3 July 2014
Last updated at 04:38
The unspecified measures will be put into place in some airports with direct US flights
Security is being tightened at airports with direct flights into the US – including some in the UK – in response to US warnings of a “credible threat”.
The UK transport department confirmed airport security was being stepped up.
Neither UK nor US authorities specified what new measures would be involved but the UK said most passengers should not experience “significant disruption”.
It comes amid US media reports that al-Qaeda affiliates in Syria and Yemen are developing bombs to smuggle on planes.
A US Department of Homeland Security (DHS) official said the changes were a response to a “real time” and “credible” threat but it could not comment on specific intelligence matters.
“Aviation remains an attractive target to global terrorists, who are consistently looking for ways to circumvent our aviation security measures.
“As always, DHS continues to adjust security measures to fit an ever evolving threat environment.
“Information about specific enhancements and locations are sensitive as we do not wish to divulge information about specific layers of security to those who would do us harm.”
What changes will we see?
by Richard Westcott, Transport Correspondent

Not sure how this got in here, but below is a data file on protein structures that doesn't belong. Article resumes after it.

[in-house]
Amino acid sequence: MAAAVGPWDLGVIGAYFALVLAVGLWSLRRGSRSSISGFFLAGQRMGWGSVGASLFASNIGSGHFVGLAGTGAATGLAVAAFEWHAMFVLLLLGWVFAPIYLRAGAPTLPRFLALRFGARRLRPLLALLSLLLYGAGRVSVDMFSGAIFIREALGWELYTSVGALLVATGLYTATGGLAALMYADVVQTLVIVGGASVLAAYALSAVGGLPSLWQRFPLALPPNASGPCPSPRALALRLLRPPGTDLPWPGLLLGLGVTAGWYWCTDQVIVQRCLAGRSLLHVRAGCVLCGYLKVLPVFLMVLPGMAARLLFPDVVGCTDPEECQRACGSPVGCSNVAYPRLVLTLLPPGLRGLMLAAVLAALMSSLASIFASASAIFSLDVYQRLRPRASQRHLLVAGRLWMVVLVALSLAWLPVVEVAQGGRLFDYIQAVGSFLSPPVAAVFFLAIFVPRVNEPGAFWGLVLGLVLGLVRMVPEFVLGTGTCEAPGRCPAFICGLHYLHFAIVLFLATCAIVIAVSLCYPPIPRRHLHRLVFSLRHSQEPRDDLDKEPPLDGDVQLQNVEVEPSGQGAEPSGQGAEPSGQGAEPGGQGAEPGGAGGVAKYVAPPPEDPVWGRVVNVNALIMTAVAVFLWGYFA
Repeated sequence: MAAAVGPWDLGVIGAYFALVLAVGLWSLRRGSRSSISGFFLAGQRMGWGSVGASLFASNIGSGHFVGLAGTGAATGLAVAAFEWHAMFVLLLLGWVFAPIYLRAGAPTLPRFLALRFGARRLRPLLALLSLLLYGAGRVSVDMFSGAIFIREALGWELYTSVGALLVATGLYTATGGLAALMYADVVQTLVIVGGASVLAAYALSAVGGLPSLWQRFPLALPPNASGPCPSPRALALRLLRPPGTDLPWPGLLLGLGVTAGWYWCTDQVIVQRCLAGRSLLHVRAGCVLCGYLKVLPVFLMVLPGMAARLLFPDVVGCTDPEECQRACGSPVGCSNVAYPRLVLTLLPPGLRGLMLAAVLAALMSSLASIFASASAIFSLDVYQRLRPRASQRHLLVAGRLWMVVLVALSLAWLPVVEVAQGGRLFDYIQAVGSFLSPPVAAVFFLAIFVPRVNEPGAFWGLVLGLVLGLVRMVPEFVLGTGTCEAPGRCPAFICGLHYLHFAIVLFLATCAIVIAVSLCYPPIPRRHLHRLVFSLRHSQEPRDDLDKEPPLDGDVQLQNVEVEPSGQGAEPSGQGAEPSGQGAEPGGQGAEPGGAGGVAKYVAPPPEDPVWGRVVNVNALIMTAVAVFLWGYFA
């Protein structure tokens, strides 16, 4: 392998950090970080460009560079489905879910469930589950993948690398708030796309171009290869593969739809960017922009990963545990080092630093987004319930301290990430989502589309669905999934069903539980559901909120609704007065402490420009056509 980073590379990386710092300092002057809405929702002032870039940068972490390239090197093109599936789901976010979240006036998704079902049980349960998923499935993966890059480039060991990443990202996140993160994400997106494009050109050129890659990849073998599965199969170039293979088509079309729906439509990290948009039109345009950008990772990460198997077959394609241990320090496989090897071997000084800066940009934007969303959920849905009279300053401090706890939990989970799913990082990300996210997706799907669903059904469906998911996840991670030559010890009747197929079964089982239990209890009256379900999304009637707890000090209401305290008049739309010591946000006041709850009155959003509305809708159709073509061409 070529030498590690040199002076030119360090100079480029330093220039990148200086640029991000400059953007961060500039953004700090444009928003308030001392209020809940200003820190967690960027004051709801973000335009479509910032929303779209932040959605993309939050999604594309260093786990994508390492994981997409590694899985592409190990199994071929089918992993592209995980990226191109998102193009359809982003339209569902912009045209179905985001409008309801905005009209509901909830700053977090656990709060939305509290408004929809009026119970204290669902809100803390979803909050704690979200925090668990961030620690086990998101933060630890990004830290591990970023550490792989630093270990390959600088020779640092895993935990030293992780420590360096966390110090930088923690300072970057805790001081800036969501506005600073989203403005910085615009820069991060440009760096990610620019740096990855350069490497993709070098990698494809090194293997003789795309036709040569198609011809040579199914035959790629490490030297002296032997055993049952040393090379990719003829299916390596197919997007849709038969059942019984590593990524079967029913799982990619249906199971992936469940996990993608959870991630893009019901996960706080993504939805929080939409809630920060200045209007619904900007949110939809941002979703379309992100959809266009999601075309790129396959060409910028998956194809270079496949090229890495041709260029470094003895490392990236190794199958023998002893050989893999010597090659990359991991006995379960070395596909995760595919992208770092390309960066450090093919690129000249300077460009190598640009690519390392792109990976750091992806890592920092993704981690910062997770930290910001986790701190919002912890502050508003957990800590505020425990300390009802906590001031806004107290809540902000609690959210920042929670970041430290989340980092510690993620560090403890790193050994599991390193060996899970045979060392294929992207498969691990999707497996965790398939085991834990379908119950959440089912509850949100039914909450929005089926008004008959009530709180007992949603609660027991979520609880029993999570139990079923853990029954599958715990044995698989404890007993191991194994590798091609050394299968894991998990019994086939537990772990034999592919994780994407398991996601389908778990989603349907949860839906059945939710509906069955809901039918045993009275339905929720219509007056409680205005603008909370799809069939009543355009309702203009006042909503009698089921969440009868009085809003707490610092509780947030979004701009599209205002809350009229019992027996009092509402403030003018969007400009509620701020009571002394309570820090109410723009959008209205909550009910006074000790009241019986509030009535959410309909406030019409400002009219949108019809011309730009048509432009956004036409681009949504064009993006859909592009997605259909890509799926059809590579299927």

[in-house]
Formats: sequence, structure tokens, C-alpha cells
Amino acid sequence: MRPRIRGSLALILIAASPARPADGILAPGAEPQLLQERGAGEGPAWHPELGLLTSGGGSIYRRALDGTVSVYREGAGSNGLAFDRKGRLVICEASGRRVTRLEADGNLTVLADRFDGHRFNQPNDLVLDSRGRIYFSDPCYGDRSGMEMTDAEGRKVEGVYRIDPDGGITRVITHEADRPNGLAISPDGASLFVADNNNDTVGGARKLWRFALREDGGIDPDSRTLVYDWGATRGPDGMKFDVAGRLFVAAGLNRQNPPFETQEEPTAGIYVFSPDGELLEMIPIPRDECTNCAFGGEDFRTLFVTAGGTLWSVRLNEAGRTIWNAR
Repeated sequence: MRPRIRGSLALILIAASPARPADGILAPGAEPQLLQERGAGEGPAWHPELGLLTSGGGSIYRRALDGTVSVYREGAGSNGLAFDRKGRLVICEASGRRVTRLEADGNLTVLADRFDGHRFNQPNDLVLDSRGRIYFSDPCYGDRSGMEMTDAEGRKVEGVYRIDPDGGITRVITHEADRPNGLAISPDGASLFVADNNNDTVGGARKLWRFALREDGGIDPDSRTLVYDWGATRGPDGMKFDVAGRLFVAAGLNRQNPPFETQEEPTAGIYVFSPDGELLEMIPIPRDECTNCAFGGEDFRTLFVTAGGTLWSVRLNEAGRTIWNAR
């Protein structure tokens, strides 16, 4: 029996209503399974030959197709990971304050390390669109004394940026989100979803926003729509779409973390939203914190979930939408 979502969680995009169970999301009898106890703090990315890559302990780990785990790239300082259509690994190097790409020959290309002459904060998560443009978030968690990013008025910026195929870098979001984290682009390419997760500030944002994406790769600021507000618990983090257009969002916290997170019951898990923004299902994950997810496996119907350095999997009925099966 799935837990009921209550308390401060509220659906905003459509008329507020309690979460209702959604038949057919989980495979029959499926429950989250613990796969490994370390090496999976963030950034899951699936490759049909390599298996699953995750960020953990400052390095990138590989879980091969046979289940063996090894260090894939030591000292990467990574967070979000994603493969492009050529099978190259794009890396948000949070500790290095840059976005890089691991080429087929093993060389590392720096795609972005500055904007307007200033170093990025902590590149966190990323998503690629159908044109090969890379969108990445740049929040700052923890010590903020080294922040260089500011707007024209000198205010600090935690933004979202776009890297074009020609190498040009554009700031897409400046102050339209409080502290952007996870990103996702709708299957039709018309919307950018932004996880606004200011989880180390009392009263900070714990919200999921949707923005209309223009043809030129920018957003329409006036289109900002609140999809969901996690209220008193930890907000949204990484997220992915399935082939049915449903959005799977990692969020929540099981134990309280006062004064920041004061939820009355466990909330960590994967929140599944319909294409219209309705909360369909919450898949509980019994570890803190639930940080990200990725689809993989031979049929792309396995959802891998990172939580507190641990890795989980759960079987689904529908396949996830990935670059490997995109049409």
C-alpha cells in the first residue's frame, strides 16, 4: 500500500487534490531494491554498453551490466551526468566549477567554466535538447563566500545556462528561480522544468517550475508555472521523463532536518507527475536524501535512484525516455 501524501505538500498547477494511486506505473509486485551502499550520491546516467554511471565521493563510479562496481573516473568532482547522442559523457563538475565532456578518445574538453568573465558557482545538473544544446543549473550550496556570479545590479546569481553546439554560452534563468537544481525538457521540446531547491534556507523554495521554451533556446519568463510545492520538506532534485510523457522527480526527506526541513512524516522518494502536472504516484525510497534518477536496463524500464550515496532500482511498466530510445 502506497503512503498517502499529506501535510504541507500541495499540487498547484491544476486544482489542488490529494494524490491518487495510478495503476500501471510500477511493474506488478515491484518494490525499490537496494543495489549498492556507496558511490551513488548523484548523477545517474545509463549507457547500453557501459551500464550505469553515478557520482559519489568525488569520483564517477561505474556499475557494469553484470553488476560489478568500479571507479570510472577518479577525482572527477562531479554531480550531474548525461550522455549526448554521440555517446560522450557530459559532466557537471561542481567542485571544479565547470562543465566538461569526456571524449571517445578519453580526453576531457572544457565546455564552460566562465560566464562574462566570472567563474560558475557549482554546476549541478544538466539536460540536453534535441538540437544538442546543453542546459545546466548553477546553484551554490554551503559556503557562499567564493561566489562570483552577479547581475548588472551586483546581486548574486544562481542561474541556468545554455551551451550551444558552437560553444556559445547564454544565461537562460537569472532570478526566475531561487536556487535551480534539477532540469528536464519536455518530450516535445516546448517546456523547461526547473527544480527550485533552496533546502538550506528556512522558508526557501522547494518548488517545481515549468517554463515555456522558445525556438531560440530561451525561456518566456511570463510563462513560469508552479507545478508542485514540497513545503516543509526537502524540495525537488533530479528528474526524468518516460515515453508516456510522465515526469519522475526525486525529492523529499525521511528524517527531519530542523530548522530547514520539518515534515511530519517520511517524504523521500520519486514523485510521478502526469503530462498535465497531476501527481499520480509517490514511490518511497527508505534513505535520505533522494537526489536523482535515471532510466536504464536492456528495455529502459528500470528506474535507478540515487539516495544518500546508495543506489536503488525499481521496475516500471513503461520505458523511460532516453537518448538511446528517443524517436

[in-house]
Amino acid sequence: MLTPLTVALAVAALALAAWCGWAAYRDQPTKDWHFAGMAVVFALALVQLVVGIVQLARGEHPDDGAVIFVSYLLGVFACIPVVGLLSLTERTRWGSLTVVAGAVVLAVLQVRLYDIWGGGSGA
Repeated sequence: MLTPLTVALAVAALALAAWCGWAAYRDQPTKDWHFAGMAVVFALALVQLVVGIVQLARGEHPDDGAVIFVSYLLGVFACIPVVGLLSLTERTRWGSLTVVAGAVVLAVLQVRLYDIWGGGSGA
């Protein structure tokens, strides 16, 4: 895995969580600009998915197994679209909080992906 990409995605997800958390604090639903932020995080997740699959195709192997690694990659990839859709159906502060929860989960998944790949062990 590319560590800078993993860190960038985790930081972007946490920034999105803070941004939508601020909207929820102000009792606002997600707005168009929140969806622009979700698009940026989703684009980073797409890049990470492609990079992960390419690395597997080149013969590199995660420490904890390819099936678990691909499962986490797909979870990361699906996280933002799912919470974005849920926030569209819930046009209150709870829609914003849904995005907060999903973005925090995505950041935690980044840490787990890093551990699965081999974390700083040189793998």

Longer queues are a possibility
The UK government isn’t giving any details about what these security changes actually are, but they haven’t ruled out longer queues at security.
The statement from the department for transport merely says that the majority of passengers should not experience significant disruption.
What we do know is that all of the old rules remain in place. So you will still have to put liquids into separate, see-through bags, take your laptop out of your bag, take off your belt and maybe your shoes before going through security.
It’s also not clear whether these changes will affect every airport, and whether they are limited to flights to and from the United States, which has prompted this move.
The actual terrorism threat level remains the same, at substantial. That’s the middle of the five threat levels and means that an attack is a strong possibility.
DHS Secretary Jeh Johnson said in a statement: “We will work to ensure these necessary steps pose as few disruptions to travellers as possible,”
“We are sharing recent and relevant information with our foreign allies and are consulting the aviation industry.”
The changes will be made in the “upcoming days”, the department added.
In a statement, the UK Department for Transport said the country had “taken the decision to step up some of our aviation security measures”.
He added: “For obvious reasons we will not be commenting in detail on those changes. The majority of passengers should not experience significant disruption.”
An anonymous US official told Reuters news agency that European airports would be taking the extra precautions.
Law enforcement and security officials sources told the news agency that Western authorities were discussing security measures that included extra scrutiny of US-bound passengers’ electronics and footwear, among other measures.
Al-Nusra Front, al-Qaeda’s affiliate in Syria, and Yemen-based al-Qaeda in the Arabian Peninsula are believed to be working together to try to develop explosives that could avoid detection by current airport scanners, US media report.